Throughout all of Southwest Florida, discussions are ongoing in regard to water quality and how to maintain and improve the area’s greatest asset, our environment. Over the last several years, a considerable amount of emphasis has been placed upon Lake Okeechobee and the toxic discharges which come from that source down the Caloosahatchee River to the west coast of Florida and out the St. Lucie Canal and out through the St. Lucie River to the east coast of Florida, with devastating results.
Those discharges are necessary to lessen the stress on the Hoover Dike, which is in disrepair and has the potential for failure if it is not rebuilt sooner rather than later. Monies have been allocated to rebuild that structure, but the need for a permanent redirection of excess waters from the lake is another perplexing challenge. Environmental engineers and planners are working on finding solutions to redirect those water back into the Everglades.
Testing was just one of the issues that was discussed at the workshop Marco Island City Councilors held earlier this month. At that workshop, councilors, staff, residents and environmentalists heard from Tim Hall, an ecologist with Turrell, Hall and Associates. Hall presented a report which showed the overall level of nitrogen in our waterways in 2018 had continued to increase since the 2017 report, which showed levels above the state requirements.
No firm pinpointing of what was causing the spike in nitrogen levels in the island’s waterways was determined. Speculation revolved around increased run-off from developed lots around the island due to an increase in impervious areas on building lots. Another area of concern focused on direct discharges from roadways such as Collier Boulevard into the Landmark Waterway.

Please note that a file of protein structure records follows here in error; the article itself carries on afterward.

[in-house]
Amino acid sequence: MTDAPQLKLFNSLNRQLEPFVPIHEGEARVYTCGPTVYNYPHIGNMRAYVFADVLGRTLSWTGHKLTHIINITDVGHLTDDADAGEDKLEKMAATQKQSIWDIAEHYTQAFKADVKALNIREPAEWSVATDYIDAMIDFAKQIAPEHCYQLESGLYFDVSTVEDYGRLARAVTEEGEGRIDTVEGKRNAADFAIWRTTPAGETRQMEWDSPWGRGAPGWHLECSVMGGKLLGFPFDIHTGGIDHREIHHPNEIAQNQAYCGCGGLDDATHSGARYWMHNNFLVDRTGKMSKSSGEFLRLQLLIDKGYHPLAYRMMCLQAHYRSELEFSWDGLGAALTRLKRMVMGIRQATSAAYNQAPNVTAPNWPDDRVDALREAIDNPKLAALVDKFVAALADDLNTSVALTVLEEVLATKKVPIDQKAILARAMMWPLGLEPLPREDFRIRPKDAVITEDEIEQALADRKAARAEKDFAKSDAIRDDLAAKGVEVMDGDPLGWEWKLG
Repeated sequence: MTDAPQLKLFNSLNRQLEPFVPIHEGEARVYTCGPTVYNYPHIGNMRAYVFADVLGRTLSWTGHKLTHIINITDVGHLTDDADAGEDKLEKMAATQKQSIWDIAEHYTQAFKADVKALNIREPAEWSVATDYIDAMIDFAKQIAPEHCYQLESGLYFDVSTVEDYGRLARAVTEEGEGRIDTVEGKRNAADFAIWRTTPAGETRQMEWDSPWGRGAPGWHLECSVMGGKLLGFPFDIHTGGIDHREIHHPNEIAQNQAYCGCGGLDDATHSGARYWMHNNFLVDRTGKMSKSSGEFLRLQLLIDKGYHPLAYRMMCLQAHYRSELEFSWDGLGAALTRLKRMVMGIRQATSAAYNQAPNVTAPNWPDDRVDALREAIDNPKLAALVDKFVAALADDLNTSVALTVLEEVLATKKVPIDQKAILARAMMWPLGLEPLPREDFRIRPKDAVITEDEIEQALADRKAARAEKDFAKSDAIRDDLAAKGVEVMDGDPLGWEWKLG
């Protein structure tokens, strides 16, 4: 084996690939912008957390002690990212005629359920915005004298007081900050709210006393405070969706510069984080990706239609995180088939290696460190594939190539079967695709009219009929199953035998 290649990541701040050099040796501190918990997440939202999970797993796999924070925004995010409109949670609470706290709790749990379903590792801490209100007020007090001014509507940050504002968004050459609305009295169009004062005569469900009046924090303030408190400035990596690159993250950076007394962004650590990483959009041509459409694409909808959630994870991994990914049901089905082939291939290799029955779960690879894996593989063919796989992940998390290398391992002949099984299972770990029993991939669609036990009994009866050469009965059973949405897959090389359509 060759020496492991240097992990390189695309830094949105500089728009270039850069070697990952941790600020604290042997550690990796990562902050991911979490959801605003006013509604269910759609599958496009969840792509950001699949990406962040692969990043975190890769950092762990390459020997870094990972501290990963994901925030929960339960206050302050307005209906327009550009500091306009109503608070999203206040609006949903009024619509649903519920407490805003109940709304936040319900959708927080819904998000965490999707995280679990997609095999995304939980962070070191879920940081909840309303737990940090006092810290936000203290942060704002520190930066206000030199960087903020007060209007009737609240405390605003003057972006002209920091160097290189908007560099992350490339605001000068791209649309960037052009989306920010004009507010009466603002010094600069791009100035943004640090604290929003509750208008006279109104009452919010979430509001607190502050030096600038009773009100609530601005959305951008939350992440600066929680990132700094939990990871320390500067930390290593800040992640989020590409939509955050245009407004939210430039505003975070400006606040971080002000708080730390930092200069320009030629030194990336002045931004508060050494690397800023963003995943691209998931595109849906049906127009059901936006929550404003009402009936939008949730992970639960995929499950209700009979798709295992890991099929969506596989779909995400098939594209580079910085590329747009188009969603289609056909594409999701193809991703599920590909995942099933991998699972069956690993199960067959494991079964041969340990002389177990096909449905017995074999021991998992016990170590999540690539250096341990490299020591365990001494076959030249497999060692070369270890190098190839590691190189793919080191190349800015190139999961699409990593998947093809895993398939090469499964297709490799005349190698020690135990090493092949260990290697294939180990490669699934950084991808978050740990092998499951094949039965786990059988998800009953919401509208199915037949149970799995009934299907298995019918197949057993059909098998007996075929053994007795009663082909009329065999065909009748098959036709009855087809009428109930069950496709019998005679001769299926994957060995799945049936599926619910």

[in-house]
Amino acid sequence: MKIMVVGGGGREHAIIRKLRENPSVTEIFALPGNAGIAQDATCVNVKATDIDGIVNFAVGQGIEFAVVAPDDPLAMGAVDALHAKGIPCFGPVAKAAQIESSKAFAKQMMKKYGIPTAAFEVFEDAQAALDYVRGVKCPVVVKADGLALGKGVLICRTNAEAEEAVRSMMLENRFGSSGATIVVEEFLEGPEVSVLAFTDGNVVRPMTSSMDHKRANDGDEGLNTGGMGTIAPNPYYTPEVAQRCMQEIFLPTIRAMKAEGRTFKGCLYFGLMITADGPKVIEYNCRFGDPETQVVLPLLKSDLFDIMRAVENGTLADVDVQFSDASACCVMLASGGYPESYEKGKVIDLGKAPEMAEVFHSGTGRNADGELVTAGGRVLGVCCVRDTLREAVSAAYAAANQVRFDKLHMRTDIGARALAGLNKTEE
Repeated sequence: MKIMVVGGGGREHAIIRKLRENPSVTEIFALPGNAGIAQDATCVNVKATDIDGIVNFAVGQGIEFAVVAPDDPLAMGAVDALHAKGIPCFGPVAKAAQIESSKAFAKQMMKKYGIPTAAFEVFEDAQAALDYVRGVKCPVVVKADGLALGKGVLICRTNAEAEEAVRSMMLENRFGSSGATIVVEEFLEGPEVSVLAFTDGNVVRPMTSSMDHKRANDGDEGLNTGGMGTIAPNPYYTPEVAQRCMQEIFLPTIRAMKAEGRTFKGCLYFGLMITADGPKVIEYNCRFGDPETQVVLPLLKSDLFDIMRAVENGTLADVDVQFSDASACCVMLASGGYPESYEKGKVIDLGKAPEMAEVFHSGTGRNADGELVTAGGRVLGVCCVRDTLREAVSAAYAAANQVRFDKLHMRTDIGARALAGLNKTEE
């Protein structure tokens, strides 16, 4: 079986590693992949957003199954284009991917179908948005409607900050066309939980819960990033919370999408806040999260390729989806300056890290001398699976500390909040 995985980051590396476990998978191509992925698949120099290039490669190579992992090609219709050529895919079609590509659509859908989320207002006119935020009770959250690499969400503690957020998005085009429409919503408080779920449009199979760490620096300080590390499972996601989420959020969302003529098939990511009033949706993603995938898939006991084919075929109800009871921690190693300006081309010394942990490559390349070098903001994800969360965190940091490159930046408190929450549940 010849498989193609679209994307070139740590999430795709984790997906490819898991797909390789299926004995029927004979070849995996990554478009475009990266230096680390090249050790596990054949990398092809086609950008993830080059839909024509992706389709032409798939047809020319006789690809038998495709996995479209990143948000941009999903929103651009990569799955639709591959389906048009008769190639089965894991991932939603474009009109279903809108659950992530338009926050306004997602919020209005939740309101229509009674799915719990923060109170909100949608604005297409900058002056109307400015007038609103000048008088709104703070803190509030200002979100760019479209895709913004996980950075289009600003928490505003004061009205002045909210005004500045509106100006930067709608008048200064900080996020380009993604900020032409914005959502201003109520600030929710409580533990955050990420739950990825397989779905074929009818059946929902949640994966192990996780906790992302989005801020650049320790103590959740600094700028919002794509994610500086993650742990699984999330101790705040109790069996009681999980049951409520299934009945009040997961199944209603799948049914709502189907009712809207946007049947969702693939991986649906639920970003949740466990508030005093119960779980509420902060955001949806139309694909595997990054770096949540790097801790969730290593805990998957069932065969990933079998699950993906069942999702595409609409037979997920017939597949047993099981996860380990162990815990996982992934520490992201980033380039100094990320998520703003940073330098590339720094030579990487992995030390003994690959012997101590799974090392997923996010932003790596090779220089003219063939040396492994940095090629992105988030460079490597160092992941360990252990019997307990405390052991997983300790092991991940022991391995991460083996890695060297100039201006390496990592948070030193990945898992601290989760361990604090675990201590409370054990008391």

Several residents came forward to comment on the reduction of seagrasses and the drop in the quality of fishing around Marco Island. David Rasmussen, a 20-year resident of Caxambas Court, made the point that the clarity of the water is almost non-existent in Caxambas Bay, therefore wiping out the sea grasses and subsequently killing off the fish population.
It was brought out that although the City of Marco Island and its residents invested considerable monies to complete the sanitary wastewater system on the island, the area abutting the island is under the control of Collier County, and little has been done to require county residents living in Isles of Capri and Goodland to do the same.
Consensus was reached that the city should make water testing a monthly process and increase the number of test points. Councilor Howard Reed suggested the city consider testing some points off-shore of Marco Island, which was met with considerable support.
Rick Woodworth, Chairman of the Waterways Advisory Committee, came forward to support the addition of a Landmark testing point and also to add turbidity testing to the list of tests being done. It was pointed out that the turbidity testing was indeed being done, but not included in their reports that are done for the city by the county staff.
Others would come forward to question the effect that marinas have on water quality, specifically in the cleaning of boats.
It was agreed that they would meet again in the workshop format in April to consider the items they have discussed to allow staff the time to consider those discussions and come back with answers to many of the questions.
Chairman Erik Brechnitz would explain that many of these items would be considered during the upcoming budgetary cycle and funding mechanisms would have to be identified to deal with them.